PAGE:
We are all involved in the revolution in consumer electronics, whether we have recently bought a new microwave, flat-screen television, or simply look with longing at the latest Apple Macintosh computer or IPod. There is now so much choice and range of appliances and gadgets, and so many different brands all competing for our spending power, that it is bewildering to think about it all. But what we as consumers so rarely consider is, what happens to the computer or walkman or HiFi unit that we discard when we want to upgrade and get the newer model?
Dealing with Electronics, or E-wasteAs our love of and reliance upon these products has grown over the last 20 years, conversely the lifespan of the electronic equipment has shrunk. Discarded electronics have become the main category of waste at municipal waste disposal centres. It has expanded as a definable waste category three times faster than any other, i.e. much more than paper, metals, plastic or glass, and now makes up approximately 5 % of all worldwide municipal solid waste.
This e-waste is clearly poison for the earth: lead, mercury and other toxic substances leach out of these machines. The solid lumps of plastic do not biodegrade in landfill dumps, and consume space.
Reusing and Recycling Computer EquipmentThe average lifespan of computers in the Western world has dropped from an average of 6 years in 1997, to an average of 2 years in 2005. This rapid turnover has seen a massive increase in products flooding the market – 183 million computers were sold worldwide in 2004.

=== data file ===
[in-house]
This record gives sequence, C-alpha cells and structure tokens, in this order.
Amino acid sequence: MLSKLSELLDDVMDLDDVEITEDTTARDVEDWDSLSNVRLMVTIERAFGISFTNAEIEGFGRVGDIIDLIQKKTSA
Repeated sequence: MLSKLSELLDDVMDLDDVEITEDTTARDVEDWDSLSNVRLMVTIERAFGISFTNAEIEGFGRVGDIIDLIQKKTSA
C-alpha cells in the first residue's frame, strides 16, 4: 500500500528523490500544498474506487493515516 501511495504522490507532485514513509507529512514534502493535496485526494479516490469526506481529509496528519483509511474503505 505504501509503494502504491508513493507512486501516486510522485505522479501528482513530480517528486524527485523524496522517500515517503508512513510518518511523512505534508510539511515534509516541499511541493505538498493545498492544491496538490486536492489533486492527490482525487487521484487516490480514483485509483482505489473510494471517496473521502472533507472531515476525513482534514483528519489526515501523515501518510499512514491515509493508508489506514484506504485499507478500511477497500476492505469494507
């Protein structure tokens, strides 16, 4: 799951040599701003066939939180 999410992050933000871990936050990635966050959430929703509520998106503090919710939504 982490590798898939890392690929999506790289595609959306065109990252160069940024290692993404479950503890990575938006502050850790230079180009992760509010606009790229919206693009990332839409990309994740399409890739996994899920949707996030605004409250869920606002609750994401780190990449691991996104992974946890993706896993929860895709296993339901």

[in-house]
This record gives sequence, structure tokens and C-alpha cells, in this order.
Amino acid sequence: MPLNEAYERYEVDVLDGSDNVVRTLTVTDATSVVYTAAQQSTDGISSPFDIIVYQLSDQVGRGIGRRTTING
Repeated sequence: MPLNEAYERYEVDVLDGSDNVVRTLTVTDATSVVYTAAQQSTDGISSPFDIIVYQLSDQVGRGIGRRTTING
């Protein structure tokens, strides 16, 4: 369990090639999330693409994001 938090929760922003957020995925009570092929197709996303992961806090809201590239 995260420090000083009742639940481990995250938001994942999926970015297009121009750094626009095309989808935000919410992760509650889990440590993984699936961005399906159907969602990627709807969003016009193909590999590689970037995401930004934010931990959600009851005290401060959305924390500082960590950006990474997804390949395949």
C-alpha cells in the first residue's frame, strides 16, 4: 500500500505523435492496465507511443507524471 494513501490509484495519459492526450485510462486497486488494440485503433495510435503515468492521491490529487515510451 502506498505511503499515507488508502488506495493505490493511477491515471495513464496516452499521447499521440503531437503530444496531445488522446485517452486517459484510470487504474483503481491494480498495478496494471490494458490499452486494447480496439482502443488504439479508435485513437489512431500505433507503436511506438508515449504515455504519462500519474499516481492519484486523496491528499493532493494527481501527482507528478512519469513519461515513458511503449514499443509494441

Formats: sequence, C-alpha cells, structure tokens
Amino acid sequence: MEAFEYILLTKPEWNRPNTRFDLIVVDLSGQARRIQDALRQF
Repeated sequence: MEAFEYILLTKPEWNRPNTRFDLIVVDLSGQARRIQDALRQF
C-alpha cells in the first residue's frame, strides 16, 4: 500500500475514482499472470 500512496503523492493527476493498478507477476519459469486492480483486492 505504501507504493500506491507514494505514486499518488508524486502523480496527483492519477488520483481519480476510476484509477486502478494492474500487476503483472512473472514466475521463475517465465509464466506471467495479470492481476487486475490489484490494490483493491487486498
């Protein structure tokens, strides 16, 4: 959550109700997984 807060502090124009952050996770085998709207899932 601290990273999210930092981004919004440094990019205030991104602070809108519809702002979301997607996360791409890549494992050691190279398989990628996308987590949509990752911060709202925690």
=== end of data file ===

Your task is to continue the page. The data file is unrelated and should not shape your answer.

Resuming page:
When it comes to replace a computer, think carefully about what to do with the old model. There are various schemes and enterprises which will accept working computers and donate them to various projects in developing countries. Check to see if these operate in your area. Many schools and businesses are aware of them, or your local municipal recycling officer should be able to give advice. Even if the computer is not working anymore, there will be components within it that can be salvaged and reused.
A European Union directive in august 2005; the WEEED (Waste Electrical and Electronic Equipment Directive), brought into law across the EU the requirement for all producers to take responsibility for their discarded products, so in theory, the makers will accept their broken computers back.
Test this out, and request that they reuse and recycle as many of the components as possible.
Check to see if your local charity shops accept old computers and electronic goods – even if they aren't working, some of the larger charities now have regional workshops where they repair or strip down equipment.